Last week, Russia’s state-owned TASS media reported that Zala, a Russian company under the broader umbrella of the Kalashnikov defense complex, is putting LIDAR on its drones for the first time. These light detection and ranging systems are commonly used to create 3-D models of the world, and LIDAR is an important part of most autonomous vehicle designs. What’s unusual with this announcement is that, while the LIDAR system is going on Russian-made drones, the system itself is unmanned, possibly hinting that the LIDAR is an import.
“If this was Russian, domestic technology, then Zala would have named it — in fact, Russian military and industry are now making a point in specifically stating when certain domestic high-tech is used in new and upgraded systems,” says Samuel Bendett, a research analyst at the Center for Naval Analyses. “The Russian military industry is now in the midst of a massive ‘import-substitution drive,’ with the goal of weaning the domestic industry from its dependence on imported technology.”
Bendett says this isn’t the first time Russia has showcased a technological capability of a drone. The Orlan-10 drones, for example, uses imported parts in its optical components. As for the Zala drones, there are at least eight different models, including both fixed-wing and rotorcraft designs, that could potentially carry this LIDAR, with ranges as short as 9 miles and as long as 90 miles. The announcement at TASS notes that LIDAR on Zala drones will allow for better inspections of infrastructure and terrain, in ways that existing ground-based or manned aircraft technologies cannot provide.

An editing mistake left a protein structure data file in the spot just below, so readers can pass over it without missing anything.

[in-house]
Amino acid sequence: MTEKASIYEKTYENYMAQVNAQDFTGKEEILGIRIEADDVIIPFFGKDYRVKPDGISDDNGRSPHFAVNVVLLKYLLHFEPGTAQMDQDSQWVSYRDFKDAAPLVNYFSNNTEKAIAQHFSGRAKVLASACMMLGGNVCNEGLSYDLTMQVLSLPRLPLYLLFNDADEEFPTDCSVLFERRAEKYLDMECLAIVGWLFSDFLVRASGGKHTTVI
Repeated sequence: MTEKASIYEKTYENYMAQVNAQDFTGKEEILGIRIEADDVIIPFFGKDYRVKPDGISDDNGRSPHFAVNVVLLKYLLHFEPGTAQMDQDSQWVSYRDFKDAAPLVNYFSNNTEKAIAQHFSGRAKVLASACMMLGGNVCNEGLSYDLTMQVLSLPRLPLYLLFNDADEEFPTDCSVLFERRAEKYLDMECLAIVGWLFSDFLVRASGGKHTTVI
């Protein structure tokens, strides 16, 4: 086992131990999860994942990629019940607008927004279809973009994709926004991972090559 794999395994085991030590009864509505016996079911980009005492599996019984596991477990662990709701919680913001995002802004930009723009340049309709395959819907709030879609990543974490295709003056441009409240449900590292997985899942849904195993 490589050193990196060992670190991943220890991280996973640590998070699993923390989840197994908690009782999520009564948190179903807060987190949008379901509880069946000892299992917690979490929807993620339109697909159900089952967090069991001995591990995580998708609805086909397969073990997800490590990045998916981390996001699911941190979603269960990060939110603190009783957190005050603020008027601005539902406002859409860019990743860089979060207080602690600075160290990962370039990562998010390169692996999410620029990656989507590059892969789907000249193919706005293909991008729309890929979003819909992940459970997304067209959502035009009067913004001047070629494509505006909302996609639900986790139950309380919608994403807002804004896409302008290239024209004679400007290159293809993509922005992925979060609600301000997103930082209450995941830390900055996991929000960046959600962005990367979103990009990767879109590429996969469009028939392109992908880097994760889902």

“Russians highlight the key importance of large-scale UAV use as ISR assets in Syria as a key component in their campaign,” says Bendett. Russia’s drones have seen extensive use in Syria in service of the Russian mission there, and one thing learned through extensive use of a technology is the limitations of that technology. “Better situational awareness and quick data collection methods are crucial elements of LIDAR technology — something that Russian forces were behind on until today, with the introduction of LIDAR technology."
No matter how valuable an asset a certain sensor technology might be, it means little if there isn’t a way to procure and use that technology. Which leads to the curious omission of where Russia is getting that LIDAR if the country’s own defense industry is not producing it.
“Western sanctions were supposed to limit Russian access to certain technologies — but, as this announcement indicates, ‘leading international manufacturer’ is most likely a company based in the United States, Western Europe, Israel or even China,” says Bendett, “Therefore, despite attempts at limiting Russian high-tech access, it appears Moscow still has choices when it comes to certain key technologies, perhaps gaining them via third parties in an attempt to circumvent such sanctions.”
Kelsey Atherton blogs about military technology for C4ISRNET, Fifth Domain, Defense News, and Military Times. He previously wrote for Popular Science, and also created, solicited, and edited content for a group blog on political science fiction and international security.